(TRINIDAD GUARDIAN) — T&T Coast Guard officers and fishermen were up to late yesterday assisting their Venezuelan counterparts in a massive search and rescue mission for 25 Venezuelan migrants who remained missing after their boat sank on the way to Trinidad and Tobago on Tuesday night.
A release issued by the T&T Coast Guard around 6 pm yesterday said their Venezuelan counterparts were able to rescue nine of the victims between Wednesday night and yesterday evening. However, some Venezuelan news sources reported that 11 people had in fact been rescue up to late yesterday.
Five of the rescued Venezuelans were reportedly found 55 kilometres north of where their vessel originally sank just off Patos Island.
According to reports, the vessel Jhonnaly Jose, left the Port of La Salina in the Valdez Municipality of the Sucre State on Tuesday night to make a three-hour journey to the western coast of Chaguaramas, Trinidad.
The ship, which was reportedly overloaded, began experiencing difficulties in the notoriously choppy waters off the east coast of Patos Island— an uninhabited Venezuelan territory located five kilometres from the South American mainland and 10 kilometres west-south-west of Chacachacare Island, Trinidad. It eventually sank.
As news of the tragedy began to spread via social media on Wednesday evening, there were numerous conflicting reports from local and Venezuelan officials and media personnel on how many people were on board the boat, how many were eventually rescued in the operation and whether any of the occupants drowned while awaiting assistance.
The T&T Coast Guard release stated that the vessel was scheduled to transport 25 people to west Trinidad but contained nine additional passengers who were not listed on the vessel’s approved crew and passenger list. Most of the passengers were reportedly women.
A press release issued by acting National Security Minister Edmund Dillon yesterday evening essentially reiterated the position previously stated by the Coast Guard.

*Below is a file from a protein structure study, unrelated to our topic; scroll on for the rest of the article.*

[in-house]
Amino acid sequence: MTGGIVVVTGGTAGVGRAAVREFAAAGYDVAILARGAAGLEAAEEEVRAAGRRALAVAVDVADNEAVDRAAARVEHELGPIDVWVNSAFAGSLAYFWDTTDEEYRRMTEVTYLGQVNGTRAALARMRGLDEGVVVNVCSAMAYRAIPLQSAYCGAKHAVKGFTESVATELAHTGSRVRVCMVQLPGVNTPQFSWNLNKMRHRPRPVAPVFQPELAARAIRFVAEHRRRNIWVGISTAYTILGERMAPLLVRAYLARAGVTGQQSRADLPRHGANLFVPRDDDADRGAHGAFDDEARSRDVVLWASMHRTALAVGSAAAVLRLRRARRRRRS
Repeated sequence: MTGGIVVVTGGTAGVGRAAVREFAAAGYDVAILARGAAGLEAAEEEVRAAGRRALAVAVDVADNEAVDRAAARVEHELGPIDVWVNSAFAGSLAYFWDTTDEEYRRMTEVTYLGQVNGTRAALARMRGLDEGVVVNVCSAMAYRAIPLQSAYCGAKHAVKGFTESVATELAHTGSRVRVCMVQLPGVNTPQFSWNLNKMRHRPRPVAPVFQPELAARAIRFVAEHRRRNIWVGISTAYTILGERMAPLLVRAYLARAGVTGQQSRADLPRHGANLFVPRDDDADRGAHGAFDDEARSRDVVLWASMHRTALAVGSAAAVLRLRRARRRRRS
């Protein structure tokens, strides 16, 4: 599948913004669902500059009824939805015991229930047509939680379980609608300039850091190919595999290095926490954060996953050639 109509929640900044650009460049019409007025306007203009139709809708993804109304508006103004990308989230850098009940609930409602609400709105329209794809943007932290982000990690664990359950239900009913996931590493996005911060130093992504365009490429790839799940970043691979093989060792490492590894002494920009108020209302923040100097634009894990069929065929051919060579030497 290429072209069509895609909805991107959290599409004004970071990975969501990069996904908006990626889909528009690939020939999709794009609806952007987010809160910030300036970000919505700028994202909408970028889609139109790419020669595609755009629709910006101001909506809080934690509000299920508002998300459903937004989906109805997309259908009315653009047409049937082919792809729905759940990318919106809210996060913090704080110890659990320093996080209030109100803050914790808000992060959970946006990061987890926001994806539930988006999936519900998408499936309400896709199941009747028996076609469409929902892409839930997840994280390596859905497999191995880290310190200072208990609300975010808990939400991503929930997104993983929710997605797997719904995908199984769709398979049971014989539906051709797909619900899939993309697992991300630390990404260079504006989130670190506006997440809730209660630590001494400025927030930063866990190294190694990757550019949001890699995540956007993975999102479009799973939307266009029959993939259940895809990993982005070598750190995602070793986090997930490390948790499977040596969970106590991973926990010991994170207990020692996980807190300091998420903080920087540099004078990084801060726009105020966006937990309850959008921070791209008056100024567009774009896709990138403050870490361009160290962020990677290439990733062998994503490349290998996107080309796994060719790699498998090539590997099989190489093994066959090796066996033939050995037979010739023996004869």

“While the last known position of the vessel was east of Patos Island, located within the Maritime Rescue Co-ordination Centre of Venezuela, Minister Dillon has given the assurance that the T&T Coast Guard will work closely with its Venezuelan counterpart to assist with the search and rescue operation, in accordance with the Coast Guard’s roles and responsibilities with regard to the International Convention for the Safety of Life at Sea and the International Convention on Maritime Search and Rescue,” the release stated.
For most of yesterday, Venezuelan officials from the state where the vessel originated, took to social media to give updates on search and rescue mission.
Ander Charles, the Mayor of Valdez Municipality of the Sucre State, used Twitter to post photographs of himself and the State’s Governor Edwin Rojas meeting with fishermen who were about to embark on the rescue mission.
Venezuelan National Assembly member Carlos Valero posted the names of the missing people on his Twitter account. The list was updated throughout the day as information trickled in.
Venezuelan journalist Nayrobis Rodriguez posted live updates on the rescue on her Twitter account and claimed the nine rescued people were taken to a hospital in Guiria for treatment by 3.30 pm yesterday.
Reports published by Noticiero Digital said the rescue mission, which began on Wednesday, was hampered by the limited resources of the Venezuelan National Guard and a massive power outage in Guiria.
The incident was not the first involving Venezuelans fleeing their country’s ongoing political and economic turmoil.
On January 11, a vessel carrying 28 Venezuelans reportedly sank while on its way to Curacao. Four people drowned and washed ashore, while 24 were not immediately found.
In an interview on CNC3 News last night, public relations officer of local NGO TTV Solidarity Network, Heidi Diquez, stated that the victims’ families were still praying that their relatives would be rescued.
“This was just a tragedy for those who last night hosted a vigil at the port and were praying for their families to be found alive,” she said.
Diquez also suggested that some of the victims may have visited Trinidad previously to apply for asylum through the United Nations and were travelling to and from the countries to visit relatives and carry supplies. She also expressed fear that similar accidents may occur as more migrants seek to flee the country.
“We do think there is going to be an escalation to the situation in Venezuela is deteriorating each and every day,” Diquez said.